The Sunday Mail
Deputy Sports Editor
THE Zimbabwe rugby duo of Stanley Muranganwa and Tadiwa Chikuitiro seem to have dissimilar characteristics.
When it comes to their dietary needs and guilty pleasures, Chikuitiro hates avocados, while Muranganwa likes ketchup or tomato sauce, as some call it.
“I hate avocado; it has nothing to do with allergies or anything like that — I just hate it,” 18-year-old Chikuitiro says.
Similarly, Muranganwa cannot really explain why he loves tomato sauce.
The two rugby players are Grade 12 students at Kingswood College in South Africa.
Their heroes and influences are also worlds apart, with Chikuitiro leaning to more rugby-related role models, who include Western Province fly-half Sacha Feinberg-Mngomezulu and Zimbabweans Thabani “TJ” Maguranyanga and Munashe Mhere.
“I have a few role models in the sport, with top of that list being Sacha Mngomezulu, who is an Under-21 South African player and future Springboks star,” said Chikuitiro.
“The likes of Maguranyanga and Mhere paved the way for players like us to come to South Africa and try to make our mark on the rugby pitch.
“When I was still in Zimbabwe and a lot younger, I would see these guys doing their thing and they just inspired me.”
Conversely, Muranganwa considers basketball legend Michael Jordan and boxer Muhammad Ali as his role models.
The tight-head prop admires the iconic athletes’ “willingness to win and ability to pick themselves up each time they stumbled”.
While the list of differences between Muranganwa and Chikuitiro is endless, what bonds them together is their love for rugby and promising future in sport.
They recently signed for French Pro Rugby Club Aurillac, a move that is likely to be followed by fame and fortune.
Under the guidance of Springboks Schools assistant coach James Winstanley, the two were also instrumental in Kingswood College’s dominance during the season.
The private college — based in the Eastern Cape province — was ranked one of the top rugby schools in South Africa and even attracted some highly rated British institutions like Eton and Malvern in the just-ended 2023 season.
The Zimbabwean players were the mainstays of the team, which prompted their coach, Winstanley, to facilitate trials and a move to France with Division Two side Aurillac.
Stade Aurillacois Cantal Auvergne, as the team is known in full, is a French professional rugby club that was founded in 1904 and currently plies its trade in the French Second Division.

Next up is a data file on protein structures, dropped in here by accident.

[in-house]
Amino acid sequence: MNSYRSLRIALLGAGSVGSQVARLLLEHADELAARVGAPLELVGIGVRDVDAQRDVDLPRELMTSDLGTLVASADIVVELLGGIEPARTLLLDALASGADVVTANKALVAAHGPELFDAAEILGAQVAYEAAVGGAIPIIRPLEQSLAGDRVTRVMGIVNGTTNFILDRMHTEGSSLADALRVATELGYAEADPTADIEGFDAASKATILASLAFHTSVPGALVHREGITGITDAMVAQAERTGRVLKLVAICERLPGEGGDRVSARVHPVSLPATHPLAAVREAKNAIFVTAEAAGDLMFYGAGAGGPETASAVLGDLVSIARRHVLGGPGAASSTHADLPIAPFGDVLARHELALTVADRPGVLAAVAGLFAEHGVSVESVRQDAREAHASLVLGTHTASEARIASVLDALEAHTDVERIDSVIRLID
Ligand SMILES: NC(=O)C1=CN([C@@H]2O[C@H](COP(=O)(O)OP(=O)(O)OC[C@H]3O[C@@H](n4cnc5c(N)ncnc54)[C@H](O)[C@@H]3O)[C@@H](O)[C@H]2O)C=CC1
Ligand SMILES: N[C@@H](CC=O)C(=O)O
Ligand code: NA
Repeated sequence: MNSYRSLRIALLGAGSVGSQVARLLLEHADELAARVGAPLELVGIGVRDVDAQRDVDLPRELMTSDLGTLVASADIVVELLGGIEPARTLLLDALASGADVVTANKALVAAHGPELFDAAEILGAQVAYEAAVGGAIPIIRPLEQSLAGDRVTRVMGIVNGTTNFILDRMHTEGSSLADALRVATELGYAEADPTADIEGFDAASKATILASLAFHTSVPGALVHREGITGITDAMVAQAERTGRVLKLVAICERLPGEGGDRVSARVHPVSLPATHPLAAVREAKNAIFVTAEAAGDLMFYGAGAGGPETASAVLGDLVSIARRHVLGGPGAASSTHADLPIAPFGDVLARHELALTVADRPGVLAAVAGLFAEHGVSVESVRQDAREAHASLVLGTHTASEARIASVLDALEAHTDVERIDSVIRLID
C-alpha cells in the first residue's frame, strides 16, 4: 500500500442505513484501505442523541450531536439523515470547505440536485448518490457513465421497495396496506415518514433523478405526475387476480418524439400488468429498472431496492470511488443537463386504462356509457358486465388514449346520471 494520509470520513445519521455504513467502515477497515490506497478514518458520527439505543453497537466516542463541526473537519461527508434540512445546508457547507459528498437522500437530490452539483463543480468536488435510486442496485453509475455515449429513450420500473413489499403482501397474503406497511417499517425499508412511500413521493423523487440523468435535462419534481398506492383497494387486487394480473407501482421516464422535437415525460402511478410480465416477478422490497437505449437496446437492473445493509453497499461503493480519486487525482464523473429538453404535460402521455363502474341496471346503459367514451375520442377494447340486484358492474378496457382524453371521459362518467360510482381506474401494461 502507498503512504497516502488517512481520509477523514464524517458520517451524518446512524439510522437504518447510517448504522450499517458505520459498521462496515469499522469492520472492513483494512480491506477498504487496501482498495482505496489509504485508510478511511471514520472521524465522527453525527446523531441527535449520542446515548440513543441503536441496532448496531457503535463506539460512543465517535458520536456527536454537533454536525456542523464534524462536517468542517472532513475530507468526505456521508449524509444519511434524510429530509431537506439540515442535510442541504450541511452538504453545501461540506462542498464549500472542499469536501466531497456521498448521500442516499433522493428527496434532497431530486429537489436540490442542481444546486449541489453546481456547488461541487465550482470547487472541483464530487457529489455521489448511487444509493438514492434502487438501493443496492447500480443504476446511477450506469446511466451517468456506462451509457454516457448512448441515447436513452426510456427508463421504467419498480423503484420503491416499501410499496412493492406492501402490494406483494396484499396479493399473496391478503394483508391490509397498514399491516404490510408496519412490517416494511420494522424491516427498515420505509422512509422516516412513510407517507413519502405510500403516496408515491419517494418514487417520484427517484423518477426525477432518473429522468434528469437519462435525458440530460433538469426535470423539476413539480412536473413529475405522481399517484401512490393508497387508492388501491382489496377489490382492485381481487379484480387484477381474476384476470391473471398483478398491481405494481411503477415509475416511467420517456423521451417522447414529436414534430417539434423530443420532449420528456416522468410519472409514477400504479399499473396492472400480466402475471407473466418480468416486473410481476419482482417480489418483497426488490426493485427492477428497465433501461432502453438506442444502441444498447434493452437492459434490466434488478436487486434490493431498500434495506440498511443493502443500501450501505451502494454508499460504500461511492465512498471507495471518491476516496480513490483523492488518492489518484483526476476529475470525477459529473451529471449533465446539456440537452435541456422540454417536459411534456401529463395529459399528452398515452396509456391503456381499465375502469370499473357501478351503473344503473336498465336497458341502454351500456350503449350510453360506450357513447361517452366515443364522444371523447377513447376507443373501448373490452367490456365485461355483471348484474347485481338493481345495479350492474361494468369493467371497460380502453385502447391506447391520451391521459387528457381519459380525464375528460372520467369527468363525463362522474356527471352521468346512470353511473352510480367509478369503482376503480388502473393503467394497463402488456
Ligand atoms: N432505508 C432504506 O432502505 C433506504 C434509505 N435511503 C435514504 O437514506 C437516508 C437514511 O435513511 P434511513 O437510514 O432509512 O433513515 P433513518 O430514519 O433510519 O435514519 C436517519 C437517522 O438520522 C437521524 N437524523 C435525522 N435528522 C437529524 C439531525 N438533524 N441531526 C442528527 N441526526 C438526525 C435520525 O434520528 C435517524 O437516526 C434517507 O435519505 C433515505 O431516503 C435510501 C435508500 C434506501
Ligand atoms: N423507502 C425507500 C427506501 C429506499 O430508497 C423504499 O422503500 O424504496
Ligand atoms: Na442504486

Chikuitiro and Muranganwa are set to join them next month following completion of their matric exams.
“I started off playing football and got invited by the then rugby coach when I was in Grade Three at Alexandra Park Primary School (Harare),” Muranganwa told The Sunday Mail Sport.
“He (the rugby coach) scouted me largely due to my size, as I was a little bit big at the time.
“I didn’t take the sport seriously at first, as I would mostly attend training but never the games.
“My parents then found a letter which was a notification of a rugby match and sat me down for a talk.
“Once done explaining, I was urged to try out the sport, finish what I had started and the rest is history.”
Chikuitiro, an avid Chelsea supporter, has a similar tale.
He was invited to try out the sport and only decided to give it a go after some gentle persuasion from his parents.
Muranganwa even went on to play for the Zimbabwe Junior Sables.
He was part of coach Shaun De Souza’s Barthes Trophy champions earlier this year.
Their exploits naturally led the two athletes to Kingswood College, where the opportunity to move to France materialised.
“I was really happy when I received the news as I was about to go to the University of Johannesburg and was hoping for something more or a bigger and better offer,” added Muranganwa.
Chikuitiro weighed in: “Going to France will be a real test and will provide me with an opportunity to see how good I really am.
“I wasn’t really too excited or too happy.
“I do acknowledge that it is important to celebrate the small victories and allow myself a moment or two to smile.
“However, the job is far from done and there is still a long road ahead.”
They also intend to balance both school and rugby.
Chikuitiro wants to do anything related to business and accounting, while Muranganwa has his sights on business management studies.